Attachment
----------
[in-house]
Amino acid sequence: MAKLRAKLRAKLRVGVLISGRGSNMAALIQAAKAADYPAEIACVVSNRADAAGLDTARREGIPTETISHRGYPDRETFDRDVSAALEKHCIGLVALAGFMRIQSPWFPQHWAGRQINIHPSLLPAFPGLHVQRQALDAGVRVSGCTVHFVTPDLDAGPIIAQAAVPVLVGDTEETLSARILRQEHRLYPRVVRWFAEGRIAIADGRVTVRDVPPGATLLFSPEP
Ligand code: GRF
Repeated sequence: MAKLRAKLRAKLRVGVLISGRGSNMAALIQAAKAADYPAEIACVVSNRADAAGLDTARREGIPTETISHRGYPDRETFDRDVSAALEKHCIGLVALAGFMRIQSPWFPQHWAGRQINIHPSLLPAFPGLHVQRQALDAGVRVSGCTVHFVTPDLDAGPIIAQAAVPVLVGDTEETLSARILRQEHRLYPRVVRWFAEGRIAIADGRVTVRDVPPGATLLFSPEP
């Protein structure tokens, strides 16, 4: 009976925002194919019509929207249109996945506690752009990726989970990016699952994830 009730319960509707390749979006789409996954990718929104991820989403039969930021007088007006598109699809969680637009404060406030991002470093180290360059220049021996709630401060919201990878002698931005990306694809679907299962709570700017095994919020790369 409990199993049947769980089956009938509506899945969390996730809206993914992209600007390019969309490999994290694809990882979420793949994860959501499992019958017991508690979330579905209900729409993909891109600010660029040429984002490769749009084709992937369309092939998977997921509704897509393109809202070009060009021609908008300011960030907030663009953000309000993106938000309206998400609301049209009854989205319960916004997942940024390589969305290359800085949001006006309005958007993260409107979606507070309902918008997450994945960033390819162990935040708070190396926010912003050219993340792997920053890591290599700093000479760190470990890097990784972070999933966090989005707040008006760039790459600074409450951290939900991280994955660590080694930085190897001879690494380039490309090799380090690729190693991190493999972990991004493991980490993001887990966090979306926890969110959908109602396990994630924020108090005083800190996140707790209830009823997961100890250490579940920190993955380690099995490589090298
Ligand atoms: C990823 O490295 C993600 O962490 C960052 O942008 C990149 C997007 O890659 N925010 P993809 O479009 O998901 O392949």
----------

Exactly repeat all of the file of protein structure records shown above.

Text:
[in-house]
Amino acid sequence: MAKLRAKLRAKLRVGVLISGRGSNMAALIQAAKAADYPAEIACVVSNRADAAGLDTARREGIPTETISHRGYPDRETFDRDVSAALEKHCIGLVALAGFMRIQSPWFPQHWAGRQINIHPSLLPAFPGLHVQRQALDAGVRVSGCTVHFVTPDLDAGPIIAQAAVPVLVGDTEETLSARILRQEHRLYPRVVRWFAEGRIAIADGRVTVRDVPPGATLLFSPEP
Ligand code: GRF
Repeated sequence: MAKLRAKLRAKLRVGVLISGRGSNMAALIQAAKAADYPAEIACVVSNRADAAGLDTARREGIPTETISHRGYPDRETFDRDVSAALEKHCIGLVALAGFMRIQSPWFPQHWAGRQINIHPSLLPAFPGLHVQRQALDAGVRVSGCTVHFVTPDLDAGPIIAQAAVPVLVGDTEETLSARILRQEHRLYPRVVRWFAEGRIAIADGRVTVRDVPPGATLLFSPEP
């Protein structure tokens, strides 16, 4: 009976925002194919019509929207249109996945506690752009990726989970990016699952994830 009730319960509707390749979006789409996954990718929104991820989403039969930021007088007006598109699809969680637009404060406030991002470093180290360059220049021996709630401060919201990878002698931005990306694809679907299962709570700017095994919020790369 409990199993049947769980089956009938509506899945969390996730809206993914992209600007390019969309490999994290694809990882979420793949994860959501499992019958017991508690979330579905209900729409993909891109600010660029040429984002490769749009084709992937369309092939998977997921509704897509393109809202070009060009021609908008300011960030907030663009953000309000993106938000309206998400609301049209009854989205319960916004997942940024390589969305290359800085949001006006309005958007993260409107979606507070309902918008997450994945960033390819162990935040708070190396926010912003050219993340792997920053890591290599700093000479760190470990890097990784972070999933966090989005707040008006760039790459600074409450951290939900991280994955660590080694930085190897001879690494380039490309090799380090690729190693991190493999972990991004493991980490993001887990966090979306926890969110959908109602396990994630924020108090005083800190996140707790209830009823997961100890250490579940920190993955380690099995490589090298
Ligand atoms: C990823 O490295 C993600 O962490 C960052 O942008 C990149 C997007 O890659 N925010 P993809 O479009 O998901 O392949």